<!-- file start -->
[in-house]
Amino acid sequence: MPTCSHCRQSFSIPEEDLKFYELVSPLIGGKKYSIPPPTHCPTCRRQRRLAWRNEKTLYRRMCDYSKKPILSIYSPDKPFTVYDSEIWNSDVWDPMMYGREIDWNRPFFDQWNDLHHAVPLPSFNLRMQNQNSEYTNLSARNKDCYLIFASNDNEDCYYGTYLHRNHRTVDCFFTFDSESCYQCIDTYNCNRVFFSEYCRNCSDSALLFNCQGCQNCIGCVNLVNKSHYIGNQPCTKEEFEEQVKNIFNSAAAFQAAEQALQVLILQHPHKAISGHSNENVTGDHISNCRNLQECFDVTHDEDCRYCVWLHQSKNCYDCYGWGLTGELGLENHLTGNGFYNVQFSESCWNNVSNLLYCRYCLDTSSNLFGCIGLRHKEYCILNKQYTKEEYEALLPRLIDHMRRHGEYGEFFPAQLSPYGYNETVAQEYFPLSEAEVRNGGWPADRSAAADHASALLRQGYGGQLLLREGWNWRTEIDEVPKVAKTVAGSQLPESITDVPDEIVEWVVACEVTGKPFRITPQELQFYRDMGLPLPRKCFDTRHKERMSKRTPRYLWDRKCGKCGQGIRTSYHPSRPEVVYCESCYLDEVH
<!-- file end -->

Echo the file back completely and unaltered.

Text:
[in-house]
Amino acid sequence: MPTCSHCRQSFSIPEEDLKFYELVSPLIGGKKYSIPPPTHCPTCRRQRRLAWRNEKTLYRRMCDYSKKPILSIYSPDKPFTVYDSEIWNSDVWDPMMYGREIDWNRPFFDQWNDLHHAVPLPSFNLRMQNQNSEYTNLSARNKDCYLIFASNDNEDCYYGTYLHRNHRTVDCFFTFDSESCYQCIDTYNCNRVFFSEYCRNCSDSALLFNCQGCQNCIGCVNLVNKSHYIGNQPCTKEEFEEQVKNIFNSAAAFQAAEQALQVLILQHPHKAISGHSNENVTGDHISNCRNLQECFDVTHDEDCRYCVWLHQSKNCYDCYGWGLTGELGLENHLTGNGFYNVQFSESCWNNVSNLLYCRYCLDTSSNLFGCIGLRHKEYCILNKQYTKEEYEALLPRLIDHMRRHGEYGEFFPAQLSPYGYNETVAQEYFPLSEAEVRNGGWPADRSAAADHASALLRQGYGGQLLLREGWNWRTEIDEVPKVAKTVAGSQLPESITDVPDEIVEWVVACEVTGKPFRITPQELQFYRDMGLPLPRKCFDTRHKERMSKRTPRYLWDRKCGKCGQGIRTSYHPSRPEVVYCESCYLDEVH